Evaluation of renal values during treatment for heartworm disease in 27 client-owned dogs

Background: Canine heartworm disease (CHD) caused by Dirofilaria immitis remains a common preventable disease with increasing incidence in some parts of the USA. The treatment guidelines of the American Heartworm Society (AHS) currently recommend monthly macrocyclic lactone administration, 28 days of doxycycline given orally every 12 h and three injections of melarsomine dihydrochloride (1 injection on day 2 of treatment followed 30 days later by 2 injections 24 h apart). Minocycline has also been utilized when doxycycline is unavailable. The systemic effects of CHD, which particularly impact cardiac and renal function, have been described, with infected dogs often experiencing renal damage characterized by an increase in serum concentrations of renal biomarkers. Although the AHS treatment protocol for CHD has been shown to be safe and effective in most cases, the potential for complications remains. No study as of yet has evaluated changes in symmetric dimethylarginine (SDMA), a sensitive marker of renal function, during treatment for CHD. The purpose of the present study was to evaluate renal function in dogs by measuring serum creatinine and SDMA concentrations during the adulticide treatment period.

Methods: Serum creatinine and SDMA concentrations were measured in 27 client-owned dogs affected by CHD at the following time points: prior to starting doxycycline or minocycline therapy (baseline), during doxycycline or minocycline therapy (interim), at the time of the first dose of melarsomine (first dose), at the time of the second dose of melarsomine (second dose) and at the dog’s follow-up visit after treatment, occurring between 1 and 6 months after completion of therapy (post-treatment). Concentrations of creatinine and SDMA were compared between time points using a mixed effects linear model.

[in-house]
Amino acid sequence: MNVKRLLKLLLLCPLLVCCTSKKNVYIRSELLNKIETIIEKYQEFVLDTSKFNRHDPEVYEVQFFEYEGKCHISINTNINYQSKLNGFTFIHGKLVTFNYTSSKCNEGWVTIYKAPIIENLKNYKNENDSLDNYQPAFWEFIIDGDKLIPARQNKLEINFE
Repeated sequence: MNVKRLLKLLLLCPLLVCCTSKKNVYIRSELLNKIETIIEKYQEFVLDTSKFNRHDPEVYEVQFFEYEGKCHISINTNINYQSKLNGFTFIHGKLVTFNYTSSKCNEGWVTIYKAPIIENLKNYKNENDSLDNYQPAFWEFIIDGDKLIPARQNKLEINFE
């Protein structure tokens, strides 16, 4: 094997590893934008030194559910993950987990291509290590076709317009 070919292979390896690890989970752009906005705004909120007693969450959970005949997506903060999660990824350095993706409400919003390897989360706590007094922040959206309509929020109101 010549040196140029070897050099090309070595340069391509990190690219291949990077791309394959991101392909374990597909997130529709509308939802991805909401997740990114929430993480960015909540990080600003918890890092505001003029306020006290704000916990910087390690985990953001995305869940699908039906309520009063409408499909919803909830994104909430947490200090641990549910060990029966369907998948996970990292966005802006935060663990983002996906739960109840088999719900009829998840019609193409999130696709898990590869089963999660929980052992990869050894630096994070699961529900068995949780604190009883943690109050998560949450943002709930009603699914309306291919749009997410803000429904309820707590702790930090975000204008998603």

Results: Mean SDMA concentrations following the second dose of melarsomine were significantly lower (-1.80 ug/dL, t-test, df = 99.067, t = -2.694, P-Value = 0.00829) than baseline concentrations. There were no other statistically significant differences in the concentration of either biomarker between the baseline and the other time points in CHD dogs undergoing treatment.

Conclusions: The results suggest that the current AHS protocol may not have a substantial impact on renal function.

C Autumn M Vetter, Alison G Meindl, Bianca N Lourenço, Michael Coyne, Corie Drake, Rachel Murphy, Ira G Roth, Andrew R Moorhead. Parasit Vectors. 2023 Jun 9;16(1):191. doi: 10.1186/s13071-023-05779-0.